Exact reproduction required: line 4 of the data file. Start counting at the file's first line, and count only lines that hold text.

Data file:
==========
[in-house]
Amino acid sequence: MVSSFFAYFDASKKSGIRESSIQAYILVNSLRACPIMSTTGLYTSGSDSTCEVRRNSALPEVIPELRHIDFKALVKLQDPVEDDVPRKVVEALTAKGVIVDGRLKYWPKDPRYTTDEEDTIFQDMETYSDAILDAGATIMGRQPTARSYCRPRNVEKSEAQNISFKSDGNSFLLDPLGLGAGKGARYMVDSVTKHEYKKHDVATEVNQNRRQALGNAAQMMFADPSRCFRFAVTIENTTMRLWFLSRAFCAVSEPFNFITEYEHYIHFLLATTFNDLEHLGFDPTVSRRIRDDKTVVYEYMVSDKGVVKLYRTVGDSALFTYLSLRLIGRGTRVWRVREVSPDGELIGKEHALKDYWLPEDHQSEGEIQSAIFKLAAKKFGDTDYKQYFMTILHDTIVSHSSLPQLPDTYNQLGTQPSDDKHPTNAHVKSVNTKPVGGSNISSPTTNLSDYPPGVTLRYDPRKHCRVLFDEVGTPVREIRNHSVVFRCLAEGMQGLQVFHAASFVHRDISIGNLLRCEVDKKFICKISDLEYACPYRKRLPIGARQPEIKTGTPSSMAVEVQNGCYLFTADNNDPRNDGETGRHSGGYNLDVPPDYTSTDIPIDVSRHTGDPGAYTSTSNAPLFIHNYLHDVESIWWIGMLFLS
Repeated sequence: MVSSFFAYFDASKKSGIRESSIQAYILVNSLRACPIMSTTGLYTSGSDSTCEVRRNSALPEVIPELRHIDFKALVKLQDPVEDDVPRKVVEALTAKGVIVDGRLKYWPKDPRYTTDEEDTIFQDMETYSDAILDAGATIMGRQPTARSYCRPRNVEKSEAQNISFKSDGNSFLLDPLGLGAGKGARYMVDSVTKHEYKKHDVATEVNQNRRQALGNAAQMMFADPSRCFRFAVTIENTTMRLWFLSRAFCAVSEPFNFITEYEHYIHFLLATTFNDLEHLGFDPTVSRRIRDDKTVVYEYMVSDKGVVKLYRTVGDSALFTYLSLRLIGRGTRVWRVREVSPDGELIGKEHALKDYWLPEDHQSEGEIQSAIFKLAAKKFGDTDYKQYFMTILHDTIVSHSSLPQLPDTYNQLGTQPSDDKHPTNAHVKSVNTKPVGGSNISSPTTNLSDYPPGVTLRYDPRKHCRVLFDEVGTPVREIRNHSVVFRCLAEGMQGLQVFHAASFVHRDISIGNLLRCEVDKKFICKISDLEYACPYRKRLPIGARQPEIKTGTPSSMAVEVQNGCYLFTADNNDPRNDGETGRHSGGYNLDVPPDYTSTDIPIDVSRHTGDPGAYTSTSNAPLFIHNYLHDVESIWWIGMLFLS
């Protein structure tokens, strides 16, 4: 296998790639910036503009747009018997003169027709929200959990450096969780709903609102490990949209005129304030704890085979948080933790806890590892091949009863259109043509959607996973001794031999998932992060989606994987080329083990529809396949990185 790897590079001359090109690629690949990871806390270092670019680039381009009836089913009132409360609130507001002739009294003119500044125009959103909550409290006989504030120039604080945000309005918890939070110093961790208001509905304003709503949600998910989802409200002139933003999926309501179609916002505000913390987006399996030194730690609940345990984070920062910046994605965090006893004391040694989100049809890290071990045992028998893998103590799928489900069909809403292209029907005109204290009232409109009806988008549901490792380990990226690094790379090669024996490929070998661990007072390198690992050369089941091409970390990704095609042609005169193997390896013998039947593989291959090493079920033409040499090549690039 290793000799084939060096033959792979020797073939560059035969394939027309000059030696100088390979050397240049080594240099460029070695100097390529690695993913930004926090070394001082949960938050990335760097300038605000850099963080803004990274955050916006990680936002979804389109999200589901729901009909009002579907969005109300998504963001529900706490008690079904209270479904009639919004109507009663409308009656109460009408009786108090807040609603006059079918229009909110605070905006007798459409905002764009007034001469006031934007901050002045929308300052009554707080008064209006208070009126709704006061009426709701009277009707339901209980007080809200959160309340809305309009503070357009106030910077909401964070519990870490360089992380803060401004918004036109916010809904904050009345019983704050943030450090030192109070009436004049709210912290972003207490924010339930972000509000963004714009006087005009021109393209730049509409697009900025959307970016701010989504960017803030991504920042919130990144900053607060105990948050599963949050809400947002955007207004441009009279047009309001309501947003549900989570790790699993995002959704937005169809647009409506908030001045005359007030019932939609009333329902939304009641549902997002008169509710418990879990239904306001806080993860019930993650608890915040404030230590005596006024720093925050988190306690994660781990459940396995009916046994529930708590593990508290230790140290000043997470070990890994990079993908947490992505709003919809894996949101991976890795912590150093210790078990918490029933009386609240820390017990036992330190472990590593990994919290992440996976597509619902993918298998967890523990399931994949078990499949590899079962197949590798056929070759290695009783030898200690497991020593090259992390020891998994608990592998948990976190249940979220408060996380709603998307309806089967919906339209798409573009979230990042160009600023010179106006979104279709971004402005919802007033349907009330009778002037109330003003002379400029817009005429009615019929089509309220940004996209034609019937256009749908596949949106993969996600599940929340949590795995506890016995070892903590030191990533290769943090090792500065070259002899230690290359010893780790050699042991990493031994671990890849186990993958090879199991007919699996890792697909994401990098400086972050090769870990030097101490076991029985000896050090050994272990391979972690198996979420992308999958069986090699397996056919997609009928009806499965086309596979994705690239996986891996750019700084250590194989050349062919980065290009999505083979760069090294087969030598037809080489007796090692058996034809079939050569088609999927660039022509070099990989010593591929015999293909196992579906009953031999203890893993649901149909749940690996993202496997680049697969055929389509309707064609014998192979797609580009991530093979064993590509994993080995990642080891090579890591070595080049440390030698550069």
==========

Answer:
């Protein structure tokens, strides 16, 4: 296998790639910036503009747009018997003169027709929200959990450096969780709903609102490990949209005129304030704890085979948080933790806890590892091949009863259109043509959607996973001794031999998932992060989606994987080329083990529809396949990185 790897590079001359090109690629690949990871806390270092670019680039381009009836089913009132409360609130507001002739009294003119500044125009959103909550409290006989504030120039604080945000309005918890939070110093961790208001509905304003709503949600998910989802409200002139933003999926309501179609916002505000913390987006399996030194730690609940345990984070920062910046994605965090006893004391040694989100049809890290071990045992028998893998103590799928489900069909809403292209029907005109204290009232409109009806988008549901490792380990990226690094790379090669024996490929070998661990007072390198690992050369089941091409970390990704095609042609005169193997390896013998039947593989291959090493079920033409040499090549690039 290793000799084939060096033959792979020797073939560059035969394939027309000059030696100088390979050397240049080594240099460029070695100097390529690695993913930004926090070394001082949960938050990335760097300038605000850099963080803004990274955050916006990680936002979804389109999200589901729901009909009002579907969005109300998504963001529900706490008690079904209270479904009639919004109507009663409308009656109460009408009786108090807040609603006059079918229009909110605070905006007798459409905002764009007034001469006031934007901050002045929308300052009554707080008064209006208070009126709704006061009426709701009277009707339901209980007080809200959160309340809305309009503070357009106030910077909401964070519990870490360089992380803060401004918004036109916010809904904050009345019983704050943030450090030192109070009436004049709210912290972003207490924010339930972000509000963004714009006087005009021109393209730049509409697009900025959307970016701010989504960017803030991504920042919130990144900053607060105990948050599963949050809400947002955007207004441009009279047009309001309501947003549900989570790790699993995002959704937005169809647009409506908030001045005359007030019932939609009333329902939304009641549902997002008169509710418990879990239904306001806080993860019930993650608890915040404030230590005596006024720093925050988190306690994660781990459940396995009916046994529930708590593990508290230790140290000043997470070990890994990079993908947490992505709003919809894996949101991976890795912590150093210790078990918490029933009386609240820390017990036992330190472990590593990994919290992440996976597509619902993918298998967890523990399931994949078990499949590899079962197949590798056929070759290695009783030898200690497991020593090259992390020891998994608990592998948990976190249940979220408060996380709603998307309806089967919906339209798409573009979230990042160009600023010179106006979104279709971004402005919802007033349907009330009778002037109330003003002379400029817009005429009615019929089509309220940004996209034609019937256009749908596949949106993969996600599940929340949590795995506890016995070892903590030191990533290769943090090792500065070259002899230690290359010893780790050699042991990493031994671990890849186990993958090879199991007919699996890792697909994401990098400086972050090769870990030097101490076991029985000896050090050994272990391979972690198996979420992308999958069986090699397996056919997609009928009806499965086309596979994705690239996986891996750019700084250590194989050349062919980065290009999505083979760069090294087969030598037809080489007796090692058996034809079939050569088609999927660039022509070099990989010593591929015999293909196992579906009953031999203890893993649901149909749940690996993202496997680049697969055929389509309707064609014998192979797609580009991530093979064993590509994993080995990642080891090579890591070595080049440390030698550069």